An Impossible Love: Dark family drama where terrible things happen

Review: Viewers who know Christine Angot's novels and public persona will know the story

Impossible Love
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Director: Catherine Corsini
Cert: 16
Genre: Drama
Starring: Virginie Efira, Niels Schneider, Jehnny Beth, Estelle Lescure
Running Time: 2 hrs 15 mins

Early on in a French drama whose lovely wide-screen photography and elegant performances do little to prepare us for coming darkness, Rachel (Virginie Efira) meets Philippe (Niels Schneider), a young self-indentifying intellectual, in the work canteen.

It is the 1950s. He begins telling her about Friedrich Nietzsche. He can't decide whether to lend her a copy of Beyond Good and Evil or Thus Spoke Zarathustra. Oh God.

It’s that guy! It’s the guy who, 60 years later, insists upon following women around with Jordan Peterson books.

Anyway, Rachel falls for the chap – despite iffy remarks about her Jewish background – and they begin a very French, very sweaty relationship. Rachel eventually has Philippe’s daughter, Chantal, but he makes it clear that he has no interest in settling down. They split. Chantal grows. Rachel gets a job in a mental institution and, a decade or so later, the couple are reunited.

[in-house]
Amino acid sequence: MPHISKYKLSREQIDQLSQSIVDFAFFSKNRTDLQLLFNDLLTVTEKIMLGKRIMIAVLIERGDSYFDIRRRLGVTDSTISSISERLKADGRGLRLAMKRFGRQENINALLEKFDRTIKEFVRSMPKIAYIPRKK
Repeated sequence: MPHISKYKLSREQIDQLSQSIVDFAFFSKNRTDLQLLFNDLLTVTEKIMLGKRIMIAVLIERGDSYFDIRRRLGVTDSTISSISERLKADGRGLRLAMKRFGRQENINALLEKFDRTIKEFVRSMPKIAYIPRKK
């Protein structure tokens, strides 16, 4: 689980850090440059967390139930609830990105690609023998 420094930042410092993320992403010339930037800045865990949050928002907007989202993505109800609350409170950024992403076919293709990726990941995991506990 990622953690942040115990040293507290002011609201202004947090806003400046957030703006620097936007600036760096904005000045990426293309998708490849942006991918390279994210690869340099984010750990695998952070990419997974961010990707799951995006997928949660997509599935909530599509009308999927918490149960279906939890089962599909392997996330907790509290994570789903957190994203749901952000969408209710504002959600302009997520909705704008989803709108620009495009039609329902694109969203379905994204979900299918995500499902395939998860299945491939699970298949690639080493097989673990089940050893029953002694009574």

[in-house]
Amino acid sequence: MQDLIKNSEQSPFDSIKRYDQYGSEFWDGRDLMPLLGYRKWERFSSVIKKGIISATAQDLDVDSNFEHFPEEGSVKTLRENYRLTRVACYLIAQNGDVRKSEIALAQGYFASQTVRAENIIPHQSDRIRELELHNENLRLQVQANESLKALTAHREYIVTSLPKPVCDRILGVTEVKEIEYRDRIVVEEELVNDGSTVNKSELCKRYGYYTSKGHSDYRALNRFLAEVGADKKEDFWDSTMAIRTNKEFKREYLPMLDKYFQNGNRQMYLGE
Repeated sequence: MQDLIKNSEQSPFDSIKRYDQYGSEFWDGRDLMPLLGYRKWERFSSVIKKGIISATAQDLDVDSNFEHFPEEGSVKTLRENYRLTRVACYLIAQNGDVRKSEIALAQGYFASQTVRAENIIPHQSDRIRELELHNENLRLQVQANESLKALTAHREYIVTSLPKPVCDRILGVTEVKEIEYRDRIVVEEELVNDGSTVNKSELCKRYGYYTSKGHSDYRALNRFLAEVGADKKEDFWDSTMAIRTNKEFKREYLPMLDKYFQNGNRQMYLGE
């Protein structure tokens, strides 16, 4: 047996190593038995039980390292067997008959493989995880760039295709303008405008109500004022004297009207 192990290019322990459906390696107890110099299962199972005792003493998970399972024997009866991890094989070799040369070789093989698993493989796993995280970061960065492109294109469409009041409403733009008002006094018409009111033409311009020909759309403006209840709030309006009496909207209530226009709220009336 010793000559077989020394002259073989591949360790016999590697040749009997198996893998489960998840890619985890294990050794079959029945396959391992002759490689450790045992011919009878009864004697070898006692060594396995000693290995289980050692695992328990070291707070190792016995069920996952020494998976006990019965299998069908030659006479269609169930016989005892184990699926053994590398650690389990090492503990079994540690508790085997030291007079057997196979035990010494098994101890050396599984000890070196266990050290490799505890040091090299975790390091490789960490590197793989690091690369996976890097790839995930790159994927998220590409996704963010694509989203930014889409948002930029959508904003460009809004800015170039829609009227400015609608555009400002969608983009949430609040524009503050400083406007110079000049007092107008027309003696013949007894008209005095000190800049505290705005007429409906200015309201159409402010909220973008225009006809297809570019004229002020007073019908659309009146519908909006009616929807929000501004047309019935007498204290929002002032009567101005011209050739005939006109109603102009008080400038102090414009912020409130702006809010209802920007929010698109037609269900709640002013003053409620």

Viewers familiar with the semi-autobiographical novels (and the public persona) of Christine Angot will have some idea where the story is going and will grasp ambiguities in the title, but, narrated by Chantal in versions of the author’s prose, this difficult saga spanning many decades will still exert a grip. There is something of a soap opera about it.

There are incidental efforts to offer social-historical comment on France in turbulent times. But it is the characterisation that really holds the attention.

Following on from Leaving, a drama with Kristin Scott Thomas, and Summertime, an admirable lesbian romance with Cécile de France, director Catherine Corsini draws a long-suffering performance from Efira and a layered, properly infuriating one from Schneider.

Some very terrible things happen, but she never allows the picture so slip into melodrama. We don’t always understand why people do the things they do, but we don’t doubt that they would do those things.


Donald Clarke

Donald Clarke

Donald Clarke, a contributor to The Irish Times, is Chief Film Correspondent and a regular columnist